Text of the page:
Afghanistan teeters from deadly earthquake as crisis-stricken country struggles for aid | CNN

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Desperate search and rescue operations were underway in eastern Afghanistan on Thursday after an earthquake that killed more than 1,000 people, a blow to a country already experiencing a severe economic and humanitarian crisis.

The earthquake measuring 5.9 on the Richter scale struck near the city of Khost on the border with Pakistan in the early hours of Wednesday morning. At least 1,500 people have been injured, but officials warn the toll is likely to rise as many families were sleeping in flimsy houses when the quake struck.

Many houses in the area are made of mud, wood and other materials vulnerable to weathering – and the earthquake coincided with heavy monsoon rains, further increasing the danger of collapse.

Photos from nearby Paktika province, a rural and mountainous region where the most deaths have been reported, show houses reduced to rubble. About 2,000 homes have been destroyed, according to the United Nations. Some people spent the night sleeping in makeshift outdoor shelters as rescuers searched for survivors with flashlights.

Afghan villagers sit outside a tent after their home was damaged in an earthquake on June 22 in Spera, Khost province.

Doctors and emergency services from across the country are congregating at the site, with help from some international agencies such as the World Health Organization.

Aid may be limited, however, as many organizations withdrew from the aid-dependent country after the Taliban took power last August.

The Taliban government has deployed emergency equipment, including several helicopters and dozens of ambulances, and has offered compensation to the families of the victims.

It has also called for foreign aid and called for “the generous support of all countries, international organizations, individuals and foundations” on Wednesday.

The earthquake has exacerbated the problems already plaguing Afghanistan.

Although the economic crisis has been lurking for years, due to conflict and drought, it plunged to new depths after the Taliban takeover, which prompted the United States and its allies to use about $7 billion of the country’s foreign reserves. freeze and close international financing.

The move has crippled the Afghan economy and left many of the 20 million people in a severe hunger crisis. Millions of Afghans are out of work, government employees are unpaid and the price of food has skyrocketed, with reports that some families are so desperate for food that they have resorted to selling their children.

Aid organizations are few and far between, and those that do are stretched. On Wednesday, the WHO said it had mobilized “all resources” from across the country, with teams on the ground providing medicines and emergency aid. But, as one WHO official put it, “Resources are overstretched here, not just for this region.”

Afghan Red Crescent Society volunteers in Giyan District, Paktika Province, Afghanistan, on June 22.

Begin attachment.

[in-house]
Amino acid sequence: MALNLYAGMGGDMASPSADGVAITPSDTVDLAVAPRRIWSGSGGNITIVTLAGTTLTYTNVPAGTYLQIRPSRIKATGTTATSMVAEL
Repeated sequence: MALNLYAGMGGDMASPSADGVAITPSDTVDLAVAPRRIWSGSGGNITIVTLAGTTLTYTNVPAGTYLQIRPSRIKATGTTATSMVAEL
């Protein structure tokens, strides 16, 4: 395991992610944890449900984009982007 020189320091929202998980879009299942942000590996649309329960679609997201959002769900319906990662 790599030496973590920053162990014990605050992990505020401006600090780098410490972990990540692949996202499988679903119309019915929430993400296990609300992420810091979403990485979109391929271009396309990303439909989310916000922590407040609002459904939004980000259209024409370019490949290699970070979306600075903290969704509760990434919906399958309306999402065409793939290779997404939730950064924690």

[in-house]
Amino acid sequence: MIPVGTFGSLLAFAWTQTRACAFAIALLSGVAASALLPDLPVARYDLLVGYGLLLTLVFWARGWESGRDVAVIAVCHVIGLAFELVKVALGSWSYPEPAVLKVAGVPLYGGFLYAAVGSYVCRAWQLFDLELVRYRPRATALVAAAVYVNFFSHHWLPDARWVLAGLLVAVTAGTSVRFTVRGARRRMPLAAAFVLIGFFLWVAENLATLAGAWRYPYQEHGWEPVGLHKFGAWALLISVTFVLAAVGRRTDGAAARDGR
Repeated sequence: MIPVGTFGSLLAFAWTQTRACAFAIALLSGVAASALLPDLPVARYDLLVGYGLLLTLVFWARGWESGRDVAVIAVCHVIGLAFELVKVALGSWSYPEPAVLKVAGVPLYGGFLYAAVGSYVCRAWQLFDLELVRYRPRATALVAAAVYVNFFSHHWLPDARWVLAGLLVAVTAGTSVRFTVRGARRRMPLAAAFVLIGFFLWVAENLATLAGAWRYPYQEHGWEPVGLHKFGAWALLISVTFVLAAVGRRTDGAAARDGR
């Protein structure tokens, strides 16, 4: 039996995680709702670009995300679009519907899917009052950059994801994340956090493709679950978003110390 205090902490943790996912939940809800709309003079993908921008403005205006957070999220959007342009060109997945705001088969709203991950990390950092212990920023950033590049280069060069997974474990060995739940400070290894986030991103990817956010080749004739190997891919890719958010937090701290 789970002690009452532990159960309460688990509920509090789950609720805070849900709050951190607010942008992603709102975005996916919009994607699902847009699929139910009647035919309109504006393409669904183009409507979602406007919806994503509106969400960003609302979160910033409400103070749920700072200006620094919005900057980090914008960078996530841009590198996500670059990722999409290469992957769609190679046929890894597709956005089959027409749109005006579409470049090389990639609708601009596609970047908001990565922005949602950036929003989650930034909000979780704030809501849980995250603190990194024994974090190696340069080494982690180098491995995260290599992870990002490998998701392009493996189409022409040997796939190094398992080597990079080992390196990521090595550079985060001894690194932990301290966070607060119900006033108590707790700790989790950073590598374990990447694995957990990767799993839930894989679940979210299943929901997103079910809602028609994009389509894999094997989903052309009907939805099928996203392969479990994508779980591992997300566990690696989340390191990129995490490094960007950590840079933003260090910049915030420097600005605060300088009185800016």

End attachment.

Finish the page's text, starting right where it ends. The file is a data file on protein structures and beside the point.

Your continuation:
Experts and officials say medical care and transportation for the injured, shelter and supplies for the displaced, food and water and clothing are the most urgent immediate needs.

The UN has distributed medical supplies and sent mobile health teams to Afghanistan, but warned it lacks search and rescue capabilities and regional neighbors lack the capacity to intervene.

The US is no longer present in Afghanistan following the complete withdrawal of its troops and the collapse of the previous US-backed Afghan government. Like almost all other countries, it has no official relations with the Taliban government.

Turkey is the country most able to provide aid, said Ramiz Alakbarov, UN Deputy Special Representative for Afghanistan. He said the Turkish embassy in Afghanistan was “waiting for the formal request”.

The Turkish Foreign Ministry said on Wednesday that the Turkish Red Crescent, which operates in Afghanistan, has sent humanitarian aid to the victims. On Thursday, a Taliban spokesman said humanitarian aid had also arrived from Qatar, Iran and Pakistan, with flights and trucks carrying medicines, tents and tarpaulins.

An estimated $15 million in aid is needed to respond to the disaster, Alakbarov said — a figure that will likely continue to rise as information trickles out about the situation on the ground.

“Our teams have no specific equipment to get people out of the rubble,” Alakbarov said. “This must depend largely on the efforts of the de facto authorities, who also have certain limitations in that regard… I do not have the detailed reports on how well they are positioned to operate and deploy such machines in these mountainous areas. ”

According to the International Federation of Red Cross and Red Crescent Societies (IFRC), information, including damage assessments, is limited for now, with telecommunications disruptions in remote areas and poor weather conditions hampering transportation.

“The country is reeling from the effects of decades of conflict, prolonged severe drought, the effects of other intense climate-related disasters, extreme economic hardship, a battered health system and system-wide gaps,” the IFRC said on Wednesday. for more global support.

“So, even though the disaster is localized, the magnitude of the humanitarian needs will be enormous.”



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